You can create cutting edge, life-enhancing fitness programs that are low risk, yet high reward by taking into account any of 6 principles honed for the over 50 exerciser. Maintain function and expand, not shrink your capabilities as you age actively with smarter exercises.Boomers: want to make your workouts more effective, time-efficient, and specific to midlife needs Click To Tweet
We boomers — who range from 53-71 years old — want to enjoy the second half of life actively, comfortably, and energetically. Yet we have five to seven decades of accumulated aches and pains. Joint issues may limit your ability to do high impact activities. I know my arthritic knees definitely affect my movement choices.
Over the course of the next few weeks and blog posts, I will share 6 of 7 principles I’ve devised based on research, experience, and training that are particularly helpful to our age group. You are getting the professional insider advice from a cover feature article I just had published in IDEA Fitness Journal, the industry publication for fitness pros.
The 6 principles can be used in any combination or as standalones. Apply one, two, or all six to a given exercise; use three principles total in one session and a different three in another; focus on one principle one day and another the next. Regardless of how you mix and match the principles, you will reap the benefits.Over 50? Create cutting edge, life-enhancing fitness pgms that R low risk, high reward using… Click To Tweet
Have years of sitting, driving — of living life in front of your body — produced forward head misalignment, rounded shoulders, hunched posture, overly stretched or a weak back?The “Activate Your Back” principle reminds us to prioritize actions behind us. Incorporate exercises that require glutes, hamstrings, any and all back muscles. Look for every opportunity to open or extend the pectorals (chest), anterior deltoids (front of shoulder), and hip flexors.
A focus on dorsal or backside moves counteracts prior decades of movement patterns that close off the front of the body. If you take cardio classes, think of this principle as a chance to give your heart and lungs more room to pump and breathe. Even if your teacher is cueing arm patterns in front of your body, try arm movements such as rows, hand to heel lifts behind the back, or any move than puts the arms behind you.
For strength, balance, or stretch classes, choose exercises with hip extension (open hip, leg reaching behind you) over ones promoting hip flexion (closed hip, leg in front of you). For instance, if doing balance work, have your lifted leg start and stay in hip extension. Then slightly raise and lower that leg using the glutes. Add in small loops, counter- and clockwise, all in the dorsal plane — that is, behind you. Or lift your leg only a few inches from the start position to the left and right, tapping lightly side to side, again always with hip extension. Not only do you use your core muscles to compress and stabilize to hold your upper body position, but also you reinforce good posture.
Any time you have a chance to open the front of your body and use the back, go for that choice! Time to put more behind us! Life metaphor, right?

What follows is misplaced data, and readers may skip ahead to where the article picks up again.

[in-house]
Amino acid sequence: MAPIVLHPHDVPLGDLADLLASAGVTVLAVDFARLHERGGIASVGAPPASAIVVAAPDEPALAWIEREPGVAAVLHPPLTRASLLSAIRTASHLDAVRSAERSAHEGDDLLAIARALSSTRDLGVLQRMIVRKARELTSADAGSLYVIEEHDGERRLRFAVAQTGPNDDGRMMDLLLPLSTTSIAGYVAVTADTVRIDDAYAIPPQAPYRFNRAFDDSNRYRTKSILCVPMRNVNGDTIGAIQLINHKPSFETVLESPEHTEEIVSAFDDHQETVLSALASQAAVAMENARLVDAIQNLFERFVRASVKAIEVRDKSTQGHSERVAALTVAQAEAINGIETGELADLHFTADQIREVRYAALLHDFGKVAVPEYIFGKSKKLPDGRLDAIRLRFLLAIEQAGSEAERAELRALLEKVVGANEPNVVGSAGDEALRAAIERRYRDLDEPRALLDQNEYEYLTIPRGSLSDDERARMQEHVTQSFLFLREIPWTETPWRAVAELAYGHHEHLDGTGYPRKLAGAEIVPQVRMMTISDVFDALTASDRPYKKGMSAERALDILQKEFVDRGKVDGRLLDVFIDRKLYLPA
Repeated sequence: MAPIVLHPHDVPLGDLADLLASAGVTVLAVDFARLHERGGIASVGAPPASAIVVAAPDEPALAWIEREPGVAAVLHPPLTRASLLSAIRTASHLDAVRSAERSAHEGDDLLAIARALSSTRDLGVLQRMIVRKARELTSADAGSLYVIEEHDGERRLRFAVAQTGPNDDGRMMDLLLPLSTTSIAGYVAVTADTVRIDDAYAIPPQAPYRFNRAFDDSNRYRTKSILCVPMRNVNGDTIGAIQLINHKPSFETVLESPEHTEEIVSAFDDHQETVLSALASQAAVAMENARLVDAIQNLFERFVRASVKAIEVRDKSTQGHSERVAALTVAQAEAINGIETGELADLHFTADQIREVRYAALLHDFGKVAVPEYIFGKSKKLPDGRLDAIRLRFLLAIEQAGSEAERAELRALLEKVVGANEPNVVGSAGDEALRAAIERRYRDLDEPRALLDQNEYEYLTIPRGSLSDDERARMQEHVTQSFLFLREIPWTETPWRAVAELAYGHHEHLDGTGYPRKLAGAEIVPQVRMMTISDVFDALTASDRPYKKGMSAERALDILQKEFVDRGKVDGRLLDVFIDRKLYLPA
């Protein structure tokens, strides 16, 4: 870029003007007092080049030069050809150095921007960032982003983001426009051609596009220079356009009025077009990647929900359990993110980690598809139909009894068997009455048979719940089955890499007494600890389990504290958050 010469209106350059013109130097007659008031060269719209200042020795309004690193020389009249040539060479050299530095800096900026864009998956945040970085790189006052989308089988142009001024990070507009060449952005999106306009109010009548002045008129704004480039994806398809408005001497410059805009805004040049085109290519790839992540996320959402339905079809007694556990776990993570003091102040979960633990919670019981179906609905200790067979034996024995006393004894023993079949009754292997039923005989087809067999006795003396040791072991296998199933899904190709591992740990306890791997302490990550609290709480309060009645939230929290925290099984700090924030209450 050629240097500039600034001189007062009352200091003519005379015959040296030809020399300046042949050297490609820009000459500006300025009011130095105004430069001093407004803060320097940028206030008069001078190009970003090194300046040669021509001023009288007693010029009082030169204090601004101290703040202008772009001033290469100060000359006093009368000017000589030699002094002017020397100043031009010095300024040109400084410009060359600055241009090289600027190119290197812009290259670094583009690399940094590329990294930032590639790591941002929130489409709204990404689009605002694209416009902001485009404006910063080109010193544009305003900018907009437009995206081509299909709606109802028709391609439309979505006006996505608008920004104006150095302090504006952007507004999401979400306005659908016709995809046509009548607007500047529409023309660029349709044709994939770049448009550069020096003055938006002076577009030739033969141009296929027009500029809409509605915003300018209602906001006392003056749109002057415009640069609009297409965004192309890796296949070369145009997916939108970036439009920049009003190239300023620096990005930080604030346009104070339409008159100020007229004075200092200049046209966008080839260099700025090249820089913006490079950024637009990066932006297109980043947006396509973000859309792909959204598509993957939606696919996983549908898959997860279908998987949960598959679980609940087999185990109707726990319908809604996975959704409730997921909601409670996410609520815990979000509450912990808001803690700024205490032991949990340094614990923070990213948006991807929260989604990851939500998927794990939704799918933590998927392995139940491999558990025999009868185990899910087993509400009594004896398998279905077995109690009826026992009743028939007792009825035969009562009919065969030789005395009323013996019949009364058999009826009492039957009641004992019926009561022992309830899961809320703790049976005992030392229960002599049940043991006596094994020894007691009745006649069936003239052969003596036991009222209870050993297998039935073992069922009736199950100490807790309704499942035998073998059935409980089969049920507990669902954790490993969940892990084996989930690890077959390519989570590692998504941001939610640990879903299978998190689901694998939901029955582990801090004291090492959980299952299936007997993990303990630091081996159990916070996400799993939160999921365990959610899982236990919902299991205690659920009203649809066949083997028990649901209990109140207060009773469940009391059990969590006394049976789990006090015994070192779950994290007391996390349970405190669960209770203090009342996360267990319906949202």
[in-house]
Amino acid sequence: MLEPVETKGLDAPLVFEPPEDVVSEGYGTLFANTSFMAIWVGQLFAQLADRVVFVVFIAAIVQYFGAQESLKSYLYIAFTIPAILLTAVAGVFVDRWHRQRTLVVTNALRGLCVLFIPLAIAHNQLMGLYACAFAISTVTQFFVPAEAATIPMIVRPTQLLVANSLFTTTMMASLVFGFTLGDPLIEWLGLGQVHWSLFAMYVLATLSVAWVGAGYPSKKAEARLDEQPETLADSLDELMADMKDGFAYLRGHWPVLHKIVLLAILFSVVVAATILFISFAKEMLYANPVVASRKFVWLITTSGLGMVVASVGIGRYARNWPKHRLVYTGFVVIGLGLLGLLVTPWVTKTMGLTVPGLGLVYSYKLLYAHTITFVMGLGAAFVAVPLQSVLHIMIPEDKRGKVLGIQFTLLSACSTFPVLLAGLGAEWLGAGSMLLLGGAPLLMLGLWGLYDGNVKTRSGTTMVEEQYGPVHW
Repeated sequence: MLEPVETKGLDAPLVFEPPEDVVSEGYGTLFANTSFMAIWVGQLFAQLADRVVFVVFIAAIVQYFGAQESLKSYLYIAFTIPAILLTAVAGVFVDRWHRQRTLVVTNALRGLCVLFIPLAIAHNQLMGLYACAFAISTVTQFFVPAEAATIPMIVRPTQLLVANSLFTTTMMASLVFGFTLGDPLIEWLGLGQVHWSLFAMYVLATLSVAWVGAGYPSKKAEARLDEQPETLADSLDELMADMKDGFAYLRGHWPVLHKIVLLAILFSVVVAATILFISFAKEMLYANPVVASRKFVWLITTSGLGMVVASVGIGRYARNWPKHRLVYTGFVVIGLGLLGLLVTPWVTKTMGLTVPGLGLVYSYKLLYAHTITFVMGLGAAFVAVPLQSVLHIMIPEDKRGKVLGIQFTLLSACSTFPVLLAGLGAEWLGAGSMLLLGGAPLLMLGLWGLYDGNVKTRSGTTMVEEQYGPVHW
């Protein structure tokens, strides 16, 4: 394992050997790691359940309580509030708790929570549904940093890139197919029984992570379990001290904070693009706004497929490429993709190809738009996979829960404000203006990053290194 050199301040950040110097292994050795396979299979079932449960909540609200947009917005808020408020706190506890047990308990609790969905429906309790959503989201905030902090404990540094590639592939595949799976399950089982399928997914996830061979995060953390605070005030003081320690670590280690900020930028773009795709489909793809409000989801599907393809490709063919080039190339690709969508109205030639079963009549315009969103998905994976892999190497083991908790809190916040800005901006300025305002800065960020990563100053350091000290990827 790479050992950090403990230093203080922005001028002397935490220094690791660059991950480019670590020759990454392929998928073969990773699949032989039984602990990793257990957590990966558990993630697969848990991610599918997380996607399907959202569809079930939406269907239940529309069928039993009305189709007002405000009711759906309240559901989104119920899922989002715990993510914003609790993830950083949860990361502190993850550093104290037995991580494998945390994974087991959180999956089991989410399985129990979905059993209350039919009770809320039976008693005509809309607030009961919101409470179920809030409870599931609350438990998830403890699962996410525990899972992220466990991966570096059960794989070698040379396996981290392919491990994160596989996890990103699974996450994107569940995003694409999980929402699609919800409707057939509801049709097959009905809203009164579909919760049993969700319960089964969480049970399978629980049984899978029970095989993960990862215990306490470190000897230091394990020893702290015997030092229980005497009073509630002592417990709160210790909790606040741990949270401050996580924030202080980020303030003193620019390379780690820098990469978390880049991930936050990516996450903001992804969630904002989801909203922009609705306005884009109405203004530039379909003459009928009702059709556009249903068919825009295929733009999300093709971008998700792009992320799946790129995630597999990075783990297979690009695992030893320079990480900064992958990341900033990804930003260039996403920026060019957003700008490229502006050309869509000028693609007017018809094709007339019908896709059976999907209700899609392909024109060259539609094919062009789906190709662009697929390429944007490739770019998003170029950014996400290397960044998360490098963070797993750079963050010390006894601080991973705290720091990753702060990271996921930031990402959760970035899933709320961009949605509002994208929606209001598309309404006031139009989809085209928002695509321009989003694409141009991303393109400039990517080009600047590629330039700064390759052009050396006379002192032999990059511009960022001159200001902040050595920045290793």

For more on how you can pursue the best workout programs for yourself, check out these posts:
Action: Subscribe to receive pro tips to stay fit as you age actively. Need we say more.
Kymberly Williams-Evans, MA
In thinking about why most U.S. adults do not succeed with their exercise program, I asked participants in my fitness classes for their input. (If you are from another country don’t think you are off the hook. Most English speaking countries are rife with inactivity and sedentary behavior. You are getting U.S. statistics, but the workout problem is worldwide.) The irony is that by definition, people in fitness classes are least likely to be the ones falling into the category of “problematic” or “wrong workouts.” Nevertheless they have the experience and interest to have insightful answers.
All of those answers are correct insofar as they address common problems with exercise programs. But they have yet to hit on the MAIN problem with most workouts. My class respondents all assume one thing — that people are actually exercising in the first place.What's wrong w/your workout? And 80% of the US adult population's workouts? Click To Tweet
Yup – what’s wrong with most workouts is that people aren’t doing actually doing them. Do you have this same problem? And by “you” I mean your friends, relatives, and compatriots. Not you, of course.
Sure enough, the not done workout is all wrong. The most “right” workout in the world is bupkus nada zippity doo dah if you aren’t actually working it. Only 20% of US adults meet the minimum guidelines for exercise. Governmental guidelines recommend 150 minutes of moderately intense cardio activity per week, or 75 minutes of vigorous exercise, or a combination of the two. For strength, adults should also engage in muscle-strengthening activities like resistance training at least twice per week. You can knock out such muscle training in 30 minutes per session if you have a well-designed program or attend a group strength training class. At most, you need to spend two more hours per week for a whopping total of under five hours spread over seven days to get both aerobic and strength benefits.Only 20% of US adults meet the minimum guidelines for exercise. Join that elite and Move More Click To Tweet
Think about the above statistics for a mighty-minute — almost 80% of US adults do not devote even two and a half hours in a week to aerobic movement. Walking counts, so that makes these inactivity numbers even more staggering. Even fewer adults spend two hours a week strength training. Enter the elite 20% and be a stats changer!
As we enter a new year, let’s focus on doing the right workout. And what is that?
One answer is to check out these posts that offer BEST workouts for specific needs.